Thursday, 14 September 2017
Devouring Stephen King: Finders Keepers
But let me back up a few hundred yards. So. At the end of Mr Mercedes, the first book in the trilogy, we leave everything where it is (vagaries so that we avoid spoilers... Although I don't know how I'm going to do that for End of Watch...) and Finders Keepers starts with a whole new story, and a whole new crime. A well respected author gets robbed, and in the process, his smart mouth ends up getting him murdered. The murderer ends up hiding the money and notebooks stolen from the author (his favourite, as it turns out) and in a series of unfortunate events ends up in jail and unable to retrieve them. Abouuuut 30 years later, a teenage boy finds them, who just happens to be the son of one of the people injured in the Mr Mercedes massacre of the first book. He uses the money to help his floundering family, and falls in love with the notebooks which contain two unpublished novels by the aforementioned murdered author.
It's probably clear that this doesn't go so well for the boy when the thief (and, lest we forget, murderer) is released from jail and everything gets very tense and thrilling, just like in Mr Mercedes. So, from the tenuous link of son-of-victim-of-massacre, we actually get a really great story- it's not just that it's tense and thrilling, it's also that it is very much its own story- it doesn't need the previous book to exist, but the fact that the connections are there make it that much more compelling. Hodges and his team don't come into it until about a third of the way through the book, and even when they do, it very much takes a backseat to the events of the main plot, and I really love that about the book. I also enjoy the little things- that Finders Keepers refers not only to the detective agency set up by Hodges and Holly since the end of the last book, but also that it refers to the attitude of the boy to finding all of these riches in a wood.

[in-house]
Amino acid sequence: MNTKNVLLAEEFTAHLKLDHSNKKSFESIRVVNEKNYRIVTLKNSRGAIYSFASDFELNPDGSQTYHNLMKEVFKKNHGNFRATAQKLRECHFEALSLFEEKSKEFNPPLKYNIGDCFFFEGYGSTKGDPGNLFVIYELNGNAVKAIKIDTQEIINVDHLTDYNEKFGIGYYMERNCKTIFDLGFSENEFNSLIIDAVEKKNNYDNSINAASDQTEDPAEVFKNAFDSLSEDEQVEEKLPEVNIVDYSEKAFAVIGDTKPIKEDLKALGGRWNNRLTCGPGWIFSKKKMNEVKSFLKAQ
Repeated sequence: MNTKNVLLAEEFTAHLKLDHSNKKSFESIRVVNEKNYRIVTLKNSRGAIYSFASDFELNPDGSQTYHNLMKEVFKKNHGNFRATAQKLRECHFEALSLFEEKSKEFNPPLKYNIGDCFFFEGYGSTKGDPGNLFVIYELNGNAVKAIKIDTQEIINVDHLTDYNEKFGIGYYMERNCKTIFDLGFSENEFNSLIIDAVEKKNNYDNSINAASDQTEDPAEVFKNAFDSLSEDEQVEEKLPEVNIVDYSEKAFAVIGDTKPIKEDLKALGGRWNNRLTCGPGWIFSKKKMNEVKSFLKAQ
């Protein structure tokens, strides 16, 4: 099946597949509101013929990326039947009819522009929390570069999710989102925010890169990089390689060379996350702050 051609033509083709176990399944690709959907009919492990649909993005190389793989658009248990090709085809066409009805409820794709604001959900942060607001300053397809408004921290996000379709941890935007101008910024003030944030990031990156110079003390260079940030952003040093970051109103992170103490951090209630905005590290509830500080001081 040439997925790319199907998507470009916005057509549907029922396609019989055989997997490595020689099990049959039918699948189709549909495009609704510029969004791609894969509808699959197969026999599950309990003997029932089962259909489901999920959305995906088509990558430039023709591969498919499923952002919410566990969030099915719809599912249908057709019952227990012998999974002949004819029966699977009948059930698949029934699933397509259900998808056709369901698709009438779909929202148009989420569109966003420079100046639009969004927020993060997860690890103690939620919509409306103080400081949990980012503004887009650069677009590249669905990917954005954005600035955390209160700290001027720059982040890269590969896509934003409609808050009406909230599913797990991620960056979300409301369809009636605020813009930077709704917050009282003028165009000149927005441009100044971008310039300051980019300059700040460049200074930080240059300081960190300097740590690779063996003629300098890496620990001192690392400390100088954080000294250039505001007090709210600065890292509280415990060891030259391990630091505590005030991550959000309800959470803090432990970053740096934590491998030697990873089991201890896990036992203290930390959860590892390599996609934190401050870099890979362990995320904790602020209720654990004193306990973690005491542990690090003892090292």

I think maybe what I loved best about the book is the way it signals to the love of books. For both the boy and the thief (is it clear by now that I can't remember their names..?), the main thing that motivates them isn't the money (although it's handy) it's the notebooks- not because they're technically worth more than money, but because they have a deep love for this writer and his works. Just imagining finding a couple of new Steinbeck novels, for example, sets my heart aflutter, so I get it. I totally get it. And also UGH it's just so good.
Finders Keepers DOES have some connections to the previous book, and having read End of Watch before writing this review, I can confirm that it also has connections to the final book in the trilogy, too. It is, in fact, the perfect bridging book, in that it doesn't let you forget the overriding story and main driving force of the trilogy, but it also tells its own story without being overshadowed. Having read all three, I can't at all decide on my favourite, but this one may well be it.